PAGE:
Genre: Electro Year: 2003 Country: USA Official Site: Blow-Up Details: Tracks & Audio Label: Electrovenus Records
Mixing electro and disco with an undeniable European touch, Exploding Plastic Pleasure is the US debut from Blow-Up, an Italian duo now based in LA.
Blow-Up's sound is very organic and their work as producers shows as much in their song textures as in their capacity to craft danceable anthems. Musically, however, this is not the most original work, as some themes have a strong taste of déjà-vu (or rather déjà-entendu) : the use of an answering machine message is now clichéeit's already been done by everybody from the Lords of Acid and Miss Kittin to rap artistsand the spoken French "Les Appels Téléphoniques" is reminiscent of Lords of Acid's "Paris France" (from Voodoo You) while "Male Stripper" is kind of the oppositesex & toneof Miss Kittin's robotic hymn "Stripper".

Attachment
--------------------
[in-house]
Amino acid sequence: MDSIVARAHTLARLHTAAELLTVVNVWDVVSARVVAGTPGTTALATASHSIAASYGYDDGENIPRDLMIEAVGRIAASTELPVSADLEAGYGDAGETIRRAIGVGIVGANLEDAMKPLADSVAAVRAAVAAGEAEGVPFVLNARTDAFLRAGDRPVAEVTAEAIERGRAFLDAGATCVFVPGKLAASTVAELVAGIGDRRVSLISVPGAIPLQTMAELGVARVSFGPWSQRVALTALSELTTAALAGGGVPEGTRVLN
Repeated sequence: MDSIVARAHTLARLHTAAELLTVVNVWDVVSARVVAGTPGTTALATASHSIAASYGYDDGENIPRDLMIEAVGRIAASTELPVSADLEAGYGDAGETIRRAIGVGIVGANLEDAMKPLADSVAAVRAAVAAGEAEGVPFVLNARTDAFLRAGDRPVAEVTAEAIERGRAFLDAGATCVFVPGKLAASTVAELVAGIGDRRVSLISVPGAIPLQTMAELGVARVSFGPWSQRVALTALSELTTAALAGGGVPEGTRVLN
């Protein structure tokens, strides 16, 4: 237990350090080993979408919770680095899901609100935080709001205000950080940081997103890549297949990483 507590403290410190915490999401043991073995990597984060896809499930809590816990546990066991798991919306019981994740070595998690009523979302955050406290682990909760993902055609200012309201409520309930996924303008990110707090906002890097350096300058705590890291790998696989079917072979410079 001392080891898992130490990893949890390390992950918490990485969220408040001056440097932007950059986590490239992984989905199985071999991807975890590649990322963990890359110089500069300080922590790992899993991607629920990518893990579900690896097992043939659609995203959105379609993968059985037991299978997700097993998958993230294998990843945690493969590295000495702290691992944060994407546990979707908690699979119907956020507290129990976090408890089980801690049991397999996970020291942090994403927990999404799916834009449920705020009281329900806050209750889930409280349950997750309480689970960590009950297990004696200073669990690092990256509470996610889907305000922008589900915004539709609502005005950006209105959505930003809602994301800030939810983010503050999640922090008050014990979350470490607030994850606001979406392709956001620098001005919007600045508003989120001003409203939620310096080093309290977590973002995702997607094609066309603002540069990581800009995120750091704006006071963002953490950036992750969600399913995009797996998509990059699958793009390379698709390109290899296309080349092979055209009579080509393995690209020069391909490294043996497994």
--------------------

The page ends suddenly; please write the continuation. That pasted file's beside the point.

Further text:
Since Exploding Plastic Pleasure gathers both new works and tracks from In Technicolor, an earlier release, the various directions taken by this album become more understandable, making it an introductory piece. The duo also knows how to cultivate the kitsch inherent to the electro music genre and the fact that they don't take themselves too seriously allows Exploding Plastic Pleasure to go beyond its melting-pot aspect.
Their European heritage is omnipresent here, from the lyrics sung in English, French, German & Italian, to the current Euro-electro vibe and their name, a reference to Michelangelo Antonioni's classic. Singing is definitely not their thingparticularly on "Nacht des Leguans" and "Don't you want me"but the awkwardness of their voice and accent conjugated to the music gives it, in general, a fun "80's disco italiano" feel.
Exploding Plastic Pleasure opens with "You can't make me do that", co-written by Dee Dee Ramone and featuring new wave guitars before launching into a fairly straightforward collection of contagious dance tunes such as "Go over with a bang", "Hurt me" & "Male Stripper". But what one certainly will remember from this album are three songs, different in style but indelible: "Uncontrollable Love", haunted by Deborah Harry's voice, the frenetic "On the prowl" to which Lydia Lunch brings her rough sexuality (watch out Kittin, Lords & Peaches) and the guilty dance floor pleasure "Fly with me".